Well first of all .. OH MY GOD I AM SORRY .. this has taken an absolute age to get out of the door. There really isn’t any excuse (although I’m going to try and use the excuse of the birth of my second child along with crazy busy real-world-life getting in the way).
But .. I am back and should be blogging a little bit more frequently from now on! So .. the JSLink stuff .. where was I? (believe it or not this series has been going on for almost 2 YEARS!).. View Templates! Right!
In Part 5 we covered the ability to override the rendering of List Views, and from a developer perspective this was awesome, but it isn’t that useful from content editor’s perspective. The field-level overrides are easy enough to push through (because they can be applied to every single instance of a field at either the Site Column or Content Type scope) but the views tend to get in the way a little bit.
What we really need is the ability for someone who creates a new view to be able to pick one of our custom view templates, and that is exactly what we are going to do here. This is perhaps one of the least known features of the JSLink / Client-Side-Rendering approach for SharePoint 2013 and even people I have spoken to who have been doing JSLink development for a while now didn’t know about this.
Now you can put these files anywhere in the Master Page Gallery, my personal preference is to create yourself a new folder called “List Views” in the “Master Page Gallery > Display Templates” folder. The secret sauce however is the choice of Content Type:
- Name: <name of file>
- Title: <how it will appear when selecting the template>
- Target Control Type: View
- Standalone: Standalone
- Target Scope: <Relative URL where you want it to be used>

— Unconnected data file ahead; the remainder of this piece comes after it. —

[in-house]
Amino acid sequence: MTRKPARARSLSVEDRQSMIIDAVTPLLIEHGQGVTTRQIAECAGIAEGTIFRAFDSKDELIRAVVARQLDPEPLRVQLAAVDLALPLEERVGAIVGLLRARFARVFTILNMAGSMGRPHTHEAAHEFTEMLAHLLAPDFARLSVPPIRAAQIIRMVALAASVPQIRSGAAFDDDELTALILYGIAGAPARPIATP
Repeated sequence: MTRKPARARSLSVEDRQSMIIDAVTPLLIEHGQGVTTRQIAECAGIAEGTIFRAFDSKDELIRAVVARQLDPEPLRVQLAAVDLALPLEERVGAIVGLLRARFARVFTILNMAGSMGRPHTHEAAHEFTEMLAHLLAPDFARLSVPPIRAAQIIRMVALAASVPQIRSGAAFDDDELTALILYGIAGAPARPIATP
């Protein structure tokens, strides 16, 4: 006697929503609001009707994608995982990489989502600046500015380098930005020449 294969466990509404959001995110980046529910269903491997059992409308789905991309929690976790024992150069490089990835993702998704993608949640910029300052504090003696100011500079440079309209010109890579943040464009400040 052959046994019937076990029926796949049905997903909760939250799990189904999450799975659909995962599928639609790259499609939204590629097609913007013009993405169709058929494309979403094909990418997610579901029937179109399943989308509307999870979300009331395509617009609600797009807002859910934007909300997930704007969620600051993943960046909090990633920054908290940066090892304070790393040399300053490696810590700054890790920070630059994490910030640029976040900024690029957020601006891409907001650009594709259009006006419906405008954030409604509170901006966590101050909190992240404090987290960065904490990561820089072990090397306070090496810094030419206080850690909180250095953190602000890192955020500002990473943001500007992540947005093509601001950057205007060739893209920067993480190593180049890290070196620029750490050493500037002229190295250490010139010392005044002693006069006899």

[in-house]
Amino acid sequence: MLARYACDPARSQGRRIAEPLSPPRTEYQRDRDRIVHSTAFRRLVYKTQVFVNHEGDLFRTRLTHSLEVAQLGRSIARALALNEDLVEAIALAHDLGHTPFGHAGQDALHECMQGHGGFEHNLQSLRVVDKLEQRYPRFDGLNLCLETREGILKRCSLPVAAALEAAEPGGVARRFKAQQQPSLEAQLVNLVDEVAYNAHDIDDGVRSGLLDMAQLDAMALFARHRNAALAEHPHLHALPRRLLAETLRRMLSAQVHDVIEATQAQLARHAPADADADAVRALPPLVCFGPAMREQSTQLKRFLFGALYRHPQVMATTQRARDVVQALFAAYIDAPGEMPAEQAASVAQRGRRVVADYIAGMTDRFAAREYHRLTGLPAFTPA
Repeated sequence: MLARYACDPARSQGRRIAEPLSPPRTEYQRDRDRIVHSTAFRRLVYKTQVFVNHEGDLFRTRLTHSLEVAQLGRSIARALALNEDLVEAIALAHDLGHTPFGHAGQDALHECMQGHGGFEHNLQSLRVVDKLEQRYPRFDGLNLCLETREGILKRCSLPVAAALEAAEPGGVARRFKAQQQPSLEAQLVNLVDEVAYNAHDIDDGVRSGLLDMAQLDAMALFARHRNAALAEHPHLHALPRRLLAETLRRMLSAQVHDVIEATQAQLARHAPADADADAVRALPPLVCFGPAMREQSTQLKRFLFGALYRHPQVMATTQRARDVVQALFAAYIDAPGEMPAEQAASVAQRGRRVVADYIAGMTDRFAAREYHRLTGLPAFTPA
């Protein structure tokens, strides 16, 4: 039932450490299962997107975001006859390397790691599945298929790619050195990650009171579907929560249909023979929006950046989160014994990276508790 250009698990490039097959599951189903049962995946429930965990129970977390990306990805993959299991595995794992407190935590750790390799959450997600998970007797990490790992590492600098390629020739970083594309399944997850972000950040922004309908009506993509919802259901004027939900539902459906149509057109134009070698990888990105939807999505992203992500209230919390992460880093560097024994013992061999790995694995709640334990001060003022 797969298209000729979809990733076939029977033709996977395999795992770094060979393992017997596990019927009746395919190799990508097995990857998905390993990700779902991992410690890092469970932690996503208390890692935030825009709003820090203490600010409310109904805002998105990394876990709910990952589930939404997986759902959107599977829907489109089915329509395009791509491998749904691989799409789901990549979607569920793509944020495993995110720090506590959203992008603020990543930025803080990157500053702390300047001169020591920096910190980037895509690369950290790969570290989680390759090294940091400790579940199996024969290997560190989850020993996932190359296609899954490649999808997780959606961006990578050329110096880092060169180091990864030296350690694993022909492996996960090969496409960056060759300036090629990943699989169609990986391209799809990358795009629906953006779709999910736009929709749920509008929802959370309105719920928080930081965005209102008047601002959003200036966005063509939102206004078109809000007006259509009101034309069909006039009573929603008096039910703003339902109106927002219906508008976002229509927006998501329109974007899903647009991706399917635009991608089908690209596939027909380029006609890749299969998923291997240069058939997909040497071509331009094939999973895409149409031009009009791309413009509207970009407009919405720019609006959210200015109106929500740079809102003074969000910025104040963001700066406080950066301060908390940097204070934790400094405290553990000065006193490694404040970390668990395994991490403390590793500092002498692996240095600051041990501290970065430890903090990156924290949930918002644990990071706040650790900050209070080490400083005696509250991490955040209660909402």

- Target List Template ID: <ID of list where view is available> (Optional)
To keep in line with my example in Part 5 I have added “MJH Announcement View” with a Target Scope of “*” (i.e. all sites) and a List Template ID of 104 (Announcement Lists)
Once this has been saved then if you browse to any announcement list and create a view then my new View type is available from the template selection screen!
Now finally a word on Deployment Options and this is relatively straightforward.
Where should I put my files … ?
The first thing is that your files need to reside in SharePoint. I had a conversation with @MarkStokes about this just the other week and he was trying to load his JS files from Azure Storage (so that you could upgrade multiple O365 tenancies from a single file). This didn’t work, as the absolute URLs in the JSLink properties weren’t being picked up and the files weren’t loaded.
In terms of where THAT file lives, the Master Page Gallery or Style Library are obvious choices as they include automatic permissions for all users to have limited read access. The JSLink properties then allow you to reference dynamic ~sitecollection URLs so you can get a reference URL to them relatively easily.
How do I get them there … ?
Again, this is really standard SharePoint stuff. If you are already using a No-Code-Sandbox-Solution then simply using a Module to push the files in makes sense. If you are instead using a Remote-Code provisioning approach (either using a Provisioning App or PowerShell approach) then you will be using CSOM to push the files in.
The only thing to bear in mind is what other assets rely on those JS files. If your JS file provides rendering overrides for a Site Column then deploy the file in the same feature / provisioning logic that you are using to provision your Site Column. If you want the end users to be able to turn it on and off for a given site then a separate Web Scoped feature makes plenty of sense.